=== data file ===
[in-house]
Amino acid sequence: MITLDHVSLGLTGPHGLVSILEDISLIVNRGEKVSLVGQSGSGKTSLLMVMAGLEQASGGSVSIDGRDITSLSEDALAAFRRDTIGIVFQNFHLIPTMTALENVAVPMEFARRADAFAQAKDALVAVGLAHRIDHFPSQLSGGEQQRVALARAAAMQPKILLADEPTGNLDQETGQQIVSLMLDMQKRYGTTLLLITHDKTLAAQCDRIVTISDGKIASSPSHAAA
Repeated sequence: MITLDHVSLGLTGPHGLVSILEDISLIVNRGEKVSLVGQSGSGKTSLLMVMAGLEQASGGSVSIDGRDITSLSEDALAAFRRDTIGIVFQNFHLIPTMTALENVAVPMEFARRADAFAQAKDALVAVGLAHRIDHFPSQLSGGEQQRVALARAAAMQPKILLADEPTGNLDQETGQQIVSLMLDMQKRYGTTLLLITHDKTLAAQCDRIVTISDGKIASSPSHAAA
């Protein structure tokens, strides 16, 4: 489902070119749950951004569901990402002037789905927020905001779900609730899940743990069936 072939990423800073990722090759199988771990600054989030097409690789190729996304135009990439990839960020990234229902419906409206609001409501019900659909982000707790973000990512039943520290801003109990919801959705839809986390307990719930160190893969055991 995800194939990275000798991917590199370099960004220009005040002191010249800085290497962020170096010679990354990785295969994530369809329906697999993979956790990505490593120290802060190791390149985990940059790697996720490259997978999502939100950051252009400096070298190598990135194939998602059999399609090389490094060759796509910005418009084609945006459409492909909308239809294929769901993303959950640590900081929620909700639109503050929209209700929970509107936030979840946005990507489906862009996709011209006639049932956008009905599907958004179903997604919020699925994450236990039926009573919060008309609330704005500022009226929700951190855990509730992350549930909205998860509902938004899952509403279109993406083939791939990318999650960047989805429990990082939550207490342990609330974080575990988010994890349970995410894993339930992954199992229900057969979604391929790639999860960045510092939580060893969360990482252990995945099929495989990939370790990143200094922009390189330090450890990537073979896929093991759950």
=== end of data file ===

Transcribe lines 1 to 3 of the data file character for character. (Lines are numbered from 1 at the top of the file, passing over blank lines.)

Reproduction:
[in-house]
Amino acid sequence: MITLDHVSLGLTGPHGLVSILEDISLIVNRGEKVSLVGQSGSGKTSLLMVMAGLEQASGGSVSIDGRDITSLSEDALAAFRRDTIGIVFQNFHLIPTMTALENVAVPMEFARRADAFAQAKDALVAVGLAHRIDHFPSQLSGGEQQRVALARAAAMQPKILLADEPTGNLDQETGQQIVSLMLDMQKRYGTTLLLITHDKTLAAQCDRIVTISDGKIASSPSHAAA
Repeated sequence: MITLDHVSLGLTGPHGLVSILEDISLIVNRGEKVSLVGQSGSGKTSLLMVMAGLEQASGGSVSIDGRDITSLSEDALAAFRRDTIGIVFQNFHLIPTMTALENVAVPMEFARRADAFAQAKDALVAVGLAHRIDHFPSQLSGGEQQRVALARAAAMQPKILLADEPTGNLDQETGQQIVSLMLDMQKRYGTTLLLITHDKTLAAQCDRIVTISDGKIASSPSHAAA